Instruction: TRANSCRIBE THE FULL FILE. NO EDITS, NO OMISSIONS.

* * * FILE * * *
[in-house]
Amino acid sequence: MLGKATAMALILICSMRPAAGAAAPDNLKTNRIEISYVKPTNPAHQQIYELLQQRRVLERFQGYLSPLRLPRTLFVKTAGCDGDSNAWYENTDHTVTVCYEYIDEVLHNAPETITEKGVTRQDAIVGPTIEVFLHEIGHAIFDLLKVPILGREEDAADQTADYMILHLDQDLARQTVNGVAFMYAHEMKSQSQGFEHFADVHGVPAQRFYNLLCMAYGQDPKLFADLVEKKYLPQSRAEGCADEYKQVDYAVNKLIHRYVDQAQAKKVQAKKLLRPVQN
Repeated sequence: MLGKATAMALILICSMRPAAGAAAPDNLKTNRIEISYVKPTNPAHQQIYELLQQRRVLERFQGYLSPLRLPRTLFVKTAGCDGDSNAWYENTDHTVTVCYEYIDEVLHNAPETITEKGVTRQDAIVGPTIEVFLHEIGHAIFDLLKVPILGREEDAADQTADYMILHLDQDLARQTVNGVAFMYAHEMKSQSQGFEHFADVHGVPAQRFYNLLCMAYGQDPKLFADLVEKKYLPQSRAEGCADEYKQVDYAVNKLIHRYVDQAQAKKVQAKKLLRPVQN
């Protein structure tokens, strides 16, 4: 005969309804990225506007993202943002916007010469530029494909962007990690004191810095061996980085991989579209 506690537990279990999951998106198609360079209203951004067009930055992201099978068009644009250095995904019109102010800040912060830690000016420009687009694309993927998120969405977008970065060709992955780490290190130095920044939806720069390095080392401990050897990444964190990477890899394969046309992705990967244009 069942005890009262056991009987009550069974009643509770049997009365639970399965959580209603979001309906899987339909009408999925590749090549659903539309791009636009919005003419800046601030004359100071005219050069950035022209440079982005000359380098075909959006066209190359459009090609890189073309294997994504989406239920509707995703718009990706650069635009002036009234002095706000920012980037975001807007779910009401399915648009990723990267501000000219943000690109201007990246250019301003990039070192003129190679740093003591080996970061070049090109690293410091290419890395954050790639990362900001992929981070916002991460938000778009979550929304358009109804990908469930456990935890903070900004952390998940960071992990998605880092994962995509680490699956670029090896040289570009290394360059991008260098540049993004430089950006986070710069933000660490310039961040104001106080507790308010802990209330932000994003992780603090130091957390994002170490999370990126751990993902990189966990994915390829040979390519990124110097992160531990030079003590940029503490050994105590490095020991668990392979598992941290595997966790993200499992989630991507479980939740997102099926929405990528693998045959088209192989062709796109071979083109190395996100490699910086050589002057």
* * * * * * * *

[in-house]
Amino acid sequence: MLGKATAMALILICSMRPAAGAAAPDNLKTNRIEISYVKPTNPAHQQIYELLQQRRVLERFQGYLSPLRLPRTLFVKTAGCDGDSNAWYENTDHTVTVCYEYIDEVLHNAPETITEKGVTRQDAIVGPTIEVFLHEIGHAIFDLLKVPILGREEDAADQTADYMILHLDQDLARQTVNGVAFMYAHEMKSQSQGFEHFADVHGVPAQRFYNLLCMAYGQDPKLFADLVEKKYLPQSRAEGCADEYKQVDYAVNKLIHRYVDQAQAKKVQAKKLLRPVQN
Repeated sequence: MLGKATAMALILICSMRPAAGAAAPDNLKTNRIEISYVKPTNPAHQQIYELLQQRRVLERFQGYLSPLRLPRTLFVKTAGCDGDSNAWYENTDHTVTVCYEYIDEVLHNAPETITEKGVTRQDAIVGPTIEVFLHEIGHAIFDLLKVPILGREEDAADQTADYMILHLDQDLARQTVNGVAFMYAHEMKSQSQGFEHFADVHGVPAQRFYNLLCMAYGQDPKLFADLVEKKYLPQSRAEGCADEYKQVDYAVNKLIHRYVDQAQAKKVQAKKLLRPVQN
């Protein structure tokens, strides 16, 4: 005969309804990225506007993202943002916007010469530029494909962007990690004191810095061996980085991989579209 506690537990279990999951998106198609360079209203951004067009930055992201099978068009644009250095995904019109102010800040912060830690000016420009687009694309993927998120969405977008970065060709992955780490290190130095920044939806720069390095080392401990050897990444964190990477890899394969046309992705990967244009 069942005890009262056991009987009550069974009643509770049997009365639970399965959580209603979001309906899987339909009408999925590749090549659903539309791009636009919005003419800046601030004359100071005219050069950035022209440079982005000359380098075909959006066209190359459009090609890189073309294997994504989406239920509707995703718009990706650069635009002036009234002095706000920012980037975001807007779910009401399915648009990723990267501000000219943000690109201007990246250019301003990039070192003129190679740093003591080996970061070049090109690293410091290419890395954050790639990362900001992929981070916002991460938000778009979550929304358009109804990908469930456990935890903070900004952390998940960071992990998605880092994962995509680490699956670029090896040289570009290394360059991008260098540049993004430089950006986070710069933000660490310039961040104001106080507790308010802990209330932000994003992780603090130091957390994002170490999370990126751990993902990189966990994915390829040979390519990124110097992160531990030079003590940029503490050994105590490095020991668990392979598992941290595997966790993200499992989630991507479980939740997102099926929405990528693998045959088209192989062709796109071979083109190395996100490699910086050589002057």